Migrants on a wooden boat wait to be rescued by the Sea-Eye 4 in the Mediterranean Sea, on November 3, 2021 | Photo: Hugo Le Beller/Sea-Eye/REUTERS
Migrants on a wooden boat wait to be rescued by the Sea-Eye 4 in the Mediterranean Sea, on November 3, 2021 | Photo: Hugo Le Beller/Sea-Eye/REUTERS

The private rescue ship Sea-Eye 4 has saved a total of more than 800 migrants in the Mediterranean in recent days while other NGO ships and the Italian coast guard rescued nearly 600. The Sea-Eye 4 is now heading for the Italian port of Lampedusa.

The Sea-Eye 4 NGO rescue boat had already saved the lives of nearly 400 people by Wednesday (November 3) as part of six separate operations. The vessel picked up another 400 people in the past 24 hours.

In a statement, Sea-Eye said that several people were found on the scene already in the water without wearing life jackets and "had to be rescued directly from the sea." The organization added that one person had to be resuscitated on a lifeboat.

The migrants and 24 crew on board are now in an "unprecedented, highly stressful situation" and are "dependent on the rapid assignment of a port of safety," Sea-Eye said. The Ocean Viking rescue ship, which is run by SOS-Mediterranee, was reportedly also in the same area and had in the meantime provided food supplies to the Sea-Eye 4.

The vessel is now headed to Italy's southernmost island of Lampedusa -- even though the charity has not received confirmation from the Italian government on whether the vessel would be permitted to dock there.

"A state of emergency is now in effect on the Sea-Eye 4," Sea-Eye Chairman Gorden Isler said. "Any delay by the authorities endangers the health and lives of the rescued people and our crew."

Read more: Fact check: Is sea rescue a pull factor for refugees?

Malta 'shirks responsibility'

Sea-Eye said in a statement that Maltese rescue services "did not respond to any of the calls for assistance" from any of the boats in distress even though they were responsible for responding to maritime emergencies in that area.

Sea-Eye chairman Gorden Isler was quoted as saying that "(i)t is shameful how Malta repeatedly shirks its responsibility and ignores distress calls."

Malta's official search and rescue area in the Mediterranean covers a broad section of the Central Mediterranean, including the waters surrounding Lampedusa, stretching in part all the way to the sea corridor between Libya and the Italian island of Sicily.

Hundreds of migrants have been rescued in the first week of November 2021 | Photo:  Hugo Le Beller/Sea-Eye/REUTERS
Hundreds of migrants have been rescued in the first week of November 2021 | Photo: Hugo Le Beller/Sea-Eye/REUTERS

Italian coast guard saves 200 lives

In a separate development, the Italian coast guard rescued nearly 200 migrants in two separate operations off the coast of Calabria on Wednesday night. First, a sailboat with about 74 migrants on board, including 15 children, was found having run into difficulty in shallow water, it said.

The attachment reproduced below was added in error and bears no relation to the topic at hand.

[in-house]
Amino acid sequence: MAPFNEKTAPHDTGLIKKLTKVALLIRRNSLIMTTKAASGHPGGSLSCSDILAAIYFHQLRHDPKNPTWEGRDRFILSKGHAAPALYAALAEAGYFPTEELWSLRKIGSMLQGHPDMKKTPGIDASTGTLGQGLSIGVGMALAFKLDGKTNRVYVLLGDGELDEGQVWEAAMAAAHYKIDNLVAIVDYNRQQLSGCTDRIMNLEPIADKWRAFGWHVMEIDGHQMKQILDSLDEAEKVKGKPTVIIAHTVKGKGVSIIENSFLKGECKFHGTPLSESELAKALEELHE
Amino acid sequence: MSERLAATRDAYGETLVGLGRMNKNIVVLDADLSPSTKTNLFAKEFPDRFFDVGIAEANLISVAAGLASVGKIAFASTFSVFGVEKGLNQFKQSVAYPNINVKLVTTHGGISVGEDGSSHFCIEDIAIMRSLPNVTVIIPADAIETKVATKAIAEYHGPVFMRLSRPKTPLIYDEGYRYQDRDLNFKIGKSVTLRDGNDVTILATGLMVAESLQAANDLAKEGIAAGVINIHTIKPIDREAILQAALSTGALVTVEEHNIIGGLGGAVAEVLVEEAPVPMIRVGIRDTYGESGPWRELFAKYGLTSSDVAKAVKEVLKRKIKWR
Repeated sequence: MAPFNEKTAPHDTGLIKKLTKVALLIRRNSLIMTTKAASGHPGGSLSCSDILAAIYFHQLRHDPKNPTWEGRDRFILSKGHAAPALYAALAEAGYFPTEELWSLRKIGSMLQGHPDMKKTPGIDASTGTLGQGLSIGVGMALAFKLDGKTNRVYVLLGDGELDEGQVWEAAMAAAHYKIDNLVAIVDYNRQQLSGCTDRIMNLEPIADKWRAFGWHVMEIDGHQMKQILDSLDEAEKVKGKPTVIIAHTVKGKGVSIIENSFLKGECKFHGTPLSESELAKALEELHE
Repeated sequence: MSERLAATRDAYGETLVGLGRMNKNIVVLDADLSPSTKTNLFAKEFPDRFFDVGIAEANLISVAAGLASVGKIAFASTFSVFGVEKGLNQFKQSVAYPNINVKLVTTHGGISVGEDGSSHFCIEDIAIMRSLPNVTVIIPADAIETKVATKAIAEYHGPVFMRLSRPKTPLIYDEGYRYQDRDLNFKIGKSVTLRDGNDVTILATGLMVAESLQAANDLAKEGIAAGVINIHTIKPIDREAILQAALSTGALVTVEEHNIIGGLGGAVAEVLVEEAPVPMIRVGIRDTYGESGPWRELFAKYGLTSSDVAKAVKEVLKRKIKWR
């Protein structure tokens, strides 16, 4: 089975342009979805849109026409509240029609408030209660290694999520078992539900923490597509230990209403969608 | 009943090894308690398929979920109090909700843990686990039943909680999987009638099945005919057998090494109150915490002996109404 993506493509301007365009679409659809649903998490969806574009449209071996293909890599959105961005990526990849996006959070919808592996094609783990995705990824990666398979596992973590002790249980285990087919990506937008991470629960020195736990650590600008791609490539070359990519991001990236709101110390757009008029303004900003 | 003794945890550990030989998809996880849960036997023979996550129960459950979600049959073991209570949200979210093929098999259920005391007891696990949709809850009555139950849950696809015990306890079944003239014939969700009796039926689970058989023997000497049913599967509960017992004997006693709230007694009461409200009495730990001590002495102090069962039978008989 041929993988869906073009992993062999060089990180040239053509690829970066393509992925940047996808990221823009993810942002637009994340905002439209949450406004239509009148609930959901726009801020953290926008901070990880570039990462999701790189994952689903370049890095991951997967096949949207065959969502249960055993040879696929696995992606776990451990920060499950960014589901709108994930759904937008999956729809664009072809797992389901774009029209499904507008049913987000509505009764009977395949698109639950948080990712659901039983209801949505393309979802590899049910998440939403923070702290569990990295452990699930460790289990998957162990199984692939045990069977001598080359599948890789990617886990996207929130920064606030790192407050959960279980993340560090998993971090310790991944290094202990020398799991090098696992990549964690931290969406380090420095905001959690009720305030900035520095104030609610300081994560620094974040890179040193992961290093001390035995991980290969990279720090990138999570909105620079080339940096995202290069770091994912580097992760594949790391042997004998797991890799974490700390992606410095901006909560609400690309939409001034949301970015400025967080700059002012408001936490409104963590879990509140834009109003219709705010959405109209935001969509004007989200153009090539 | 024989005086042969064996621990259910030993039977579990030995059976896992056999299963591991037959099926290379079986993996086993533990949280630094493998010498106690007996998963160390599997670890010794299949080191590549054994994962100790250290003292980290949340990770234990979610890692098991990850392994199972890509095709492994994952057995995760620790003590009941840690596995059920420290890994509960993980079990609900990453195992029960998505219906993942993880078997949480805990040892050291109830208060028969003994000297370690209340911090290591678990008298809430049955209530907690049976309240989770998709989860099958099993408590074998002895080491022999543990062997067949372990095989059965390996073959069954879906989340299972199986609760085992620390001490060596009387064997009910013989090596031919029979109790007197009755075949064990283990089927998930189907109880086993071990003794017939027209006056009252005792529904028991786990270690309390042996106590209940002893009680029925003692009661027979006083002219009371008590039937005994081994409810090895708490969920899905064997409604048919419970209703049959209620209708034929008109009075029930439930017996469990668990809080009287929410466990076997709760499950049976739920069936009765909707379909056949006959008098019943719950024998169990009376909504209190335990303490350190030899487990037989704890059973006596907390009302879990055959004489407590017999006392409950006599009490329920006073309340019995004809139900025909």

Later, coast guard personnel rescued another 120 passengers from a boat that was in distress at sea in bad conditions.

Over the past few days, the crew of the private rescue vessel Ocean Viking also carried out several rescues, including the rescue of 69 people on Thursday night, according to statements from the organization that runs the ship, SOS Mediterranee, on Twitter. The Ocean Viking reportedly now has 314 people on board.

The Mission Lifeline charity on November 3 also said on Twitter that it had assisted in the rescue of 72 people.

Renewed calls for united EU front in migrant policy

Italian Interior Minister Luciana Lamorgese meanwhile has reiterated her calls for other EU countries to share the responsibility of caring for migrants crossing the Mediterranean from north Africa.

"These people have to be rescued but it is enormously unfair that it should only be Italy (just) because it's the country of first landing in Europe," she said.

Read more: EU migration pact in parts 'unacceptable', says Italian interior minister Lamorgese

Italian Interior Minister Luciana Lamorgese says her country is overwhelmed with carrying the burden of taking care of migrant arrivals alone | Photo: ANSA/Tino Romano
Italian Interior Minister Luciana Lamorgese says her country is overwhelmed with carrying the burden of taking care of migrant arrivals alone | Photo: ANSA/Tino Romano

While the EU has tightened its asylum rules and has fortified its external borders since more than a million refugees and migrants reached Europe six years ago, it has not yet signed a comprehensive framework to share the burden of migrants arriving in southern European countries. 

The main focus of the EU's policy so far has been to sign deals with countries that are used as points-of-departure, such as Turkey, Tunisia and Libya. These are designed to keep refugees and migrants from reaching the EU -- with limited success.

Nearly 54,000 migrants have arrived in Italy thus far this year, according to information shared by the Italian Interior Ministry data. That number is almost twice as high as for the same period last year and reached record numbers of between 120,000-180,000 arrivals annually recorded between 2014 and 2017.

With AP, Reuters

 

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